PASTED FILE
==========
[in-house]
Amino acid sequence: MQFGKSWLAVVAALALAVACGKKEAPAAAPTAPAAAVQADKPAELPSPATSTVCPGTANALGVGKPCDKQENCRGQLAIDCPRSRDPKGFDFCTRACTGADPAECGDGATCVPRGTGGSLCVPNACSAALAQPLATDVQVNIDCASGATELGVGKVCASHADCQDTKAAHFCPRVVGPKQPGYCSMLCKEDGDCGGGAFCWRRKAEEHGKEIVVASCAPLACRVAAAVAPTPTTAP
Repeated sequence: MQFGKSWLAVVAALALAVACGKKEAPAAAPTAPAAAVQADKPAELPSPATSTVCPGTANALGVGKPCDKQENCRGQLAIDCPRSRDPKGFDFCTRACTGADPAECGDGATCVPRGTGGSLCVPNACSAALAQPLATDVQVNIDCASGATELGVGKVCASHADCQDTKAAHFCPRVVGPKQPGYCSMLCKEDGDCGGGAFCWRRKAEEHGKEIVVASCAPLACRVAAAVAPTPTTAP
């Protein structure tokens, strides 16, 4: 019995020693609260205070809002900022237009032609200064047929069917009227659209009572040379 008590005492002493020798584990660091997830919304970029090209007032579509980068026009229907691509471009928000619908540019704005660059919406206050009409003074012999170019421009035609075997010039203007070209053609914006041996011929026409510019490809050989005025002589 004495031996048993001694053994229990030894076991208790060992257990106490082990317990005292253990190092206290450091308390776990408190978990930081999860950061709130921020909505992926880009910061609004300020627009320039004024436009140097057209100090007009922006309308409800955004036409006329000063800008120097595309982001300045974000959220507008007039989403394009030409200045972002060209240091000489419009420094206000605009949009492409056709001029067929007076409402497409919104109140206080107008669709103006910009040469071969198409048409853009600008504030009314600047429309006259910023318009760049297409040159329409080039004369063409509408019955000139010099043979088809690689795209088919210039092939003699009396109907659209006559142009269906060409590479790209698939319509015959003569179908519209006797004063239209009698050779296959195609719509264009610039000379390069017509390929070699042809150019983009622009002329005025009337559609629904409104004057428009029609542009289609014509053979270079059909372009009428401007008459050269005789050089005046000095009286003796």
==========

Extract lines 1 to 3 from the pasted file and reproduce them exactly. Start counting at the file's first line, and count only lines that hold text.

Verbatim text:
[in-house]
Amino acid sequence: MQFGKSWLAVVAALALAVACGKKEAPAAAPTAPAAAVQADKPAELPSPATSTVCPGTANALGVGKPCDKQENCRGQLAIDCPRSRDPKGFDFCTRACTGADPAECGDGATCVPRGTGGSLCVPNACSAALAQPLATDVQVNIDCASGATELGVGKVCASHADCQDTKAAHFCPRVVGPKQPGYCSMLCKEDGDCGGGAFCWRRKAEEHGKEIVVASCAPLACRVAAAVAPTPTTAP
Repeated sequence: MQFGKSWLAVVAALALAVACGKKEAPAAAPTAPAAAVQADKPAELPSPATSTVCPGTANALGVGKPCDKQENCRGQLAIDCPRSRDPKGFDFCTRACTGADPAECGDGATCVPRGTGGSLCVPNACSAALAQPLATDVQVNIDCASGATELGVGKVCASHADCQDTKAAHFCPRVVGPKQPGYCSMLCKEDGDCGGGAFCWRRKAEEHGKEIVVASCAPLACRVAAAVAPTPTTAP